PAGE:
The first reaction was shock. Then she was petrified.
“It brings you to your knees,” said Gail Cress, 67, who was first diagnosed with stage 1 breast cancer one year ago this month. “You just never think it’s going to happen to you.”
She was cruising along, collecting photos of her children and grandchildren, taking trips with her husband of 48 years, Danny, expecting to sail into her golden years relatively healthy.
“I have no family history of breast cancer,” she said. “I try to stay healthy. I walk. I eat the right foods.”
She was fearful of the required treatments that would surely come after watching her sister battle brain cancer and a grueling chemotherapy treatment for more than five years.
“It was very close to my heart what I (might) put my family through, my husband,” said Cress, who underwent surgery within two weeks of her mammogram to remove the 0.1 centimeter tumor and conduct a biopsy of her lymph nodes.
She then went to Comprehensive Cancer Centers of Nevada to move into the second phase of a cancer diagnosis, treatment options. When she entered the office of Dr. Michael Anderson in the fall of 2016, clutching her husband’s hand for strength, she was prepared for the worst.
“He told me ‘I know you are both petrified, but when you leave my office you will feel 90 percent better,’” said Cress, a retired vice president of operations for a bank chain in Maine. “And I did.”
Many patients enter the unknown of a cancer diagnosis fearful of the treatments and therapy, said Anderson, a radiation oncologist for Comprehensive Cancer Centers of Nevada. That fear can keep some patients from getting a screening that could save their life.
In the last 20 years, significant advances in radiation treatments for breast cancer have been made, according to Anderson.
“Radiation treatments are a much different experience now for the patient, even on a daily basis, than it ever was in the past,” he said. “Just 30 minutes in the clinic 10 years ago is down to 10 minutes now. We’ve come a long way, and there is a lot happening for the future.”
It wasn’t always so.
“In the United States, we have been a bit behind the rest of the world,” Anderson said. “Canada and Europe have been using abbreviated schedules of radiation for some time, and we just started adopting that over the last five years.”
The reduced treatment sessions are creating a lot of excitement, he said.
“We are commonly using the three-week schedule now with great results. Treatments are much shorter than they were just a few years ago,” Anderson said.
After surgery to remove early-stage breast cancer, physicians now opt for radiation therapy over more invasive treatments such as chemotherapy. This can reduce the recidivism of cancer in the breast while minimizing side effects.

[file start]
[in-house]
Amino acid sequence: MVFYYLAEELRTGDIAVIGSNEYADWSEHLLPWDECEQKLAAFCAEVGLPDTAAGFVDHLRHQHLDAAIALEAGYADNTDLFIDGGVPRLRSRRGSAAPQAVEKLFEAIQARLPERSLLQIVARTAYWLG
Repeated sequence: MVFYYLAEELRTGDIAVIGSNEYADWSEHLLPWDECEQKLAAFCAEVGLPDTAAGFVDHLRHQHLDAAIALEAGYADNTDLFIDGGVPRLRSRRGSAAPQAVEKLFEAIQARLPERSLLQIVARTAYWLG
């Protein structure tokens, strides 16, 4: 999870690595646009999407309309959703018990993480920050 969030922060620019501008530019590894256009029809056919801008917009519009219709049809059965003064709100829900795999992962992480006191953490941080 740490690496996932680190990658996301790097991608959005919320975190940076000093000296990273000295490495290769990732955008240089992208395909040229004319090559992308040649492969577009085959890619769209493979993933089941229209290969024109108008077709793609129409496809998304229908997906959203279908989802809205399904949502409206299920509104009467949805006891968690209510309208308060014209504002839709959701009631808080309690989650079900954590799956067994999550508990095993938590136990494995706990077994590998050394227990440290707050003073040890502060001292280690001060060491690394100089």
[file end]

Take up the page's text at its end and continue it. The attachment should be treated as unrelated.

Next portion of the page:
It’s often given once a day for a short amount of time five days a week. A final turbo dose during the last week specifically targets the area.
Imaging on the diagnostic side is transcribing to the therapeutic side, with better technology offering a better picture of the tumors and treatment sites.
“We now have image-guided therapy where we can precisely target those areas and then reduce side effects such as damage to the lung and heart,” Anderson said. “Our technology is growing at such a rate and allowing us to be quicker. The treatments are much more convenient for patients than they were a decade or two ago.”
The smaller commitments to treatment, even for just a few minutes a day, means patients can continue a relatively normal schedule and get back to their lives faster.
“We are getting to the point that maybe 20 years down the road we will have only one or two treatments in the favorable risk patients,” Anderson said.
Eventually, radiation treatments could be paired down to just three or four times with partial breast radiation.
“Certainly that is where we are going,” he said. “The technology is allowing us to be so much more precise with our treatment than we could be 10 years ago. We can safely deliver much higher doses of treatment without side effects or physical (complications) that we have had in the past.”
Cress started her radiation treatment in January. Again, she prepared for the worst, but she was pleasantly surprised.
“I got through all of it in five minutes, Monday through Friday, all at the same time,” she said. “And I met some wonderful people at Comprehensive Cancer Centers that make it a good experience all around.”
The radiation treatment consisted of 21 sessions, four of which were turbo boosts in which the focus of the radiation is more intense. Her skin peeled around the small area where the radiation was directed in intense doses. She was a bit more tired than usual, but from the outside, she didn’t look as if she was undergoing an intense cancer treatment.
“It was tough, but it wasn’t terrible,” Cress said. “Radiation is really not as bad as you think it is. There are side effects, sure. But nothing compared to chemo.
“I feel very blessed that Dr. Anderson at Comprehensive Cancer Center was there. He made the difference.”
The group of four women who received treatment at the same time formed a bond that has weathered difficult and different outcomes in their prognoses.
“It changed me,” Cress said. “There was a young woman there, a 26-year-old single mother who had a complete mastectomy. I consider myself so lucky. Oh my God, I’m so lucky. Who am I to cry and whine?”
She credits the staff and Anderson for continually asking patients how they are faring, both physically and mentally.
“If it wasn’t for the (Comprehensive Cancer) center I wouldn’t have gotten through it and my family wouldn’t have,” Cress said. “They changed my life.”